Using Machine Learning to Identify Metabolomic Signatures of Pediatric Chronic Kidney Disease Etiology.

TitleUsing Machine Learning to Identify Metabolomic Signatures of Pediatric Chronic Kidney Disease Etiology.
Publication TypeJournal Article
Year of Publication2022
AuthorsLee AM, Hu J, Xu Y, Abraham AG, Xiao R, Coresh J, Rebholz C, Chen J, Rhee EP, Feldman HI, Ramachandran VS, Kimmel PL, Warady BA, Furth SL, Denburg MR
Corporate AuthorsCKD Biomarkers Consortium
JournalJ Am Soc Nephrol
Volume33
Issue2
Pagination375-386
Date Published2022 Feb
ISSN1533-3450
Abstract

BACKGROUND: Untargeted plasma metabolomic profiling combined with machine learning (ML) may lead to discovery of metabolic profiles that inform our understanding of pediatric CKD causes. We sought to identify metabolomic signatures in pediatric CKD based on diagnosis: FSGS, obstructive uropathy (OU), aplasia/dysplasia/hypoplasia (A/D/H), and reflux nephropathy (RN).

METHODS: Untargeted metabolomic quantification (GC-MS/LC-MS, Metabolon) was performed on plasma from 702 Chronic Kidney Disease in Children study participants (: FSGS=63, OU=122, A/D/H=109, and RN=86). Lasso regression was used for feature selection, adjusting for clinical covariates. Four methods were then applied to stratify significance: logistic regression, support vector machine, random forest, and extreme gradient boosting. ML training was performed on 80% total cohort subsets and validated on 20% holdout subsets. Important features were selected based on being significant in at least two of the four modeling approaches. We additionally performed pathway enrichment analysis to identify metabolic subpathways associated with CKD cause.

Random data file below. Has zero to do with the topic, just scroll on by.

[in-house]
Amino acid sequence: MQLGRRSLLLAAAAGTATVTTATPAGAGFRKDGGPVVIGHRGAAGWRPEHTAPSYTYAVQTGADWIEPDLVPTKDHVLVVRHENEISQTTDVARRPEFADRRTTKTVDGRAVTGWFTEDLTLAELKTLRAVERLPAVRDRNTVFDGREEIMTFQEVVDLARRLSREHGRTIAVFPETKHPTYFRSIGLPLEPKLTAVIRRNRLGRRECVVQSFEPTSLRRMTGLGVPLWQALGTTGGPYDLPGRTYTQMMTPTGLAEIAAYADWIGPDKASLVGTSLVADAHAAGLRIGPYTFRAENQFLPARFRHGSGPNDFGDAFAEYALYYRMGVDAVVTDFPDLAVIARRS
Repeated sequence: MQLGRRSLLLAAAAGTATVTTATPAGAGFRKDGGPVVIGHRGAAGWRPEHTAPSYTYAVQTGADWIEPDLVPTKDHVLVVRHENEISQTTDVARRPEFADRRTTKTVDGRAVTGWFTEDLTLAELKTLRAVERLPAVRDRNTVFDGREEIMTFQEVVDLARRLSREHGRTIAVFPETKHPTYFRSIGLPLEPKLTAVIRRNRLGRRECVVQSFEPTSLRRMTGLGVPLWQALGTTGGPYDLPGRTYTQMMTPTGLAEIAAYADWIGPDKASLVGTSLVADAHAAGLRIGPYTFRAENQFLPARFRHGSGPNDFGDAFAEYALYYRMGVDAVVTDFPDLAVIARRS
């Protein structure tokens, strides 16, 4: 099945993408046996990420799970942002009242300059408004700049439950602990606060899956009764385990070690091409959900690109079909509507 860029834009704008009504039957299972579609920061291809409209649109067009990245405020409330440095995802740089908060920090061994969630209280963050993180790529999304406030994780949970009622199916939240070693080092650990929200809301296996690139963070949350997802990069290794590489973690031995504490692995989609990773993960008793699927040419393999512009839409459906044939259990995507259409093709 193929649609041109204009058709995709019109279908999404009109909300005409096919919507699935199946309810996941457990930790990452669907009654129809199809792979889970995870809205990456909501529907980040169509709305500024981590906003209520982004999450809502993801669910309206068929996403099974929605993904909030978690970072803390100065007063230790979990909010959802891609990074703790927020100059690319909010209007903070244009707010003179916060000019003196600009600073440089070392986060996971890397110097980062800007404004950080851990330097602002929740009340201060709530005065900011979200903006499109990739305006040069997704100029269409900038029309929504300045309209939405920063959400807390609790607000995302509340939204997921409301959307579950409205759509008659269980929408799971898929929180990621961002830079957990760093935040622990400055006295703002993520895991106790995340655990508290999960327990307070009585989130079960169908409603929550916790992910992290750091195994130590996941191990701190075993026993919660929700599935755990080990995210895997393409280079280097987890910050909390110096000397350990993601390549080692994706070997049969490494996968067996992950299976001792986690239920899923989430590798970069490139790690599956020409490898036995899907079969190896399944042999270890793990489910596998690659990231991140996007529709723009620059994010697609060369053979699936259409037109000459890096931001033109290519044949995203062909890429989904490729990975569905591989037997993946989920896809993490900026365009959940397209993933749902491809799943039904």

RESULTS: ML models were evaluated on holdout subsets with receiver-operator and precision-recall area-under-the-curve, F1 score, and Matthews correlation coefficient. ML models outperformed no-skill prediction. Metabolomic profiles were identified based on cause. FSGS was associated with the sphingomyelin-ceramide axis. FSGS was also associated with individual plasmalogen metabolites and the subpathway. OU was associated with gut microbiome-derived histidine metabolites.

CONCLUSION: ML models identified metabolomic signatures based on CKD cause. Using ML techniques in conjunction with traditional biostatistics, we demonstrated that sphingomyelin-ceramide and plasmalogen dysmetabolism are associated with FSGS and that gut microbiome-derived histidine metabolites are associated with OU.

DOI10.1681/ASN.2021040538
Alternate JournalJ Am Soc Nephrol
PubMed ID35017168
Grant ListP50 DK114786 / DK / NIDDK NIH HHS / United States
U01 DK106982 / DK / NIDDK NIH HHS / United States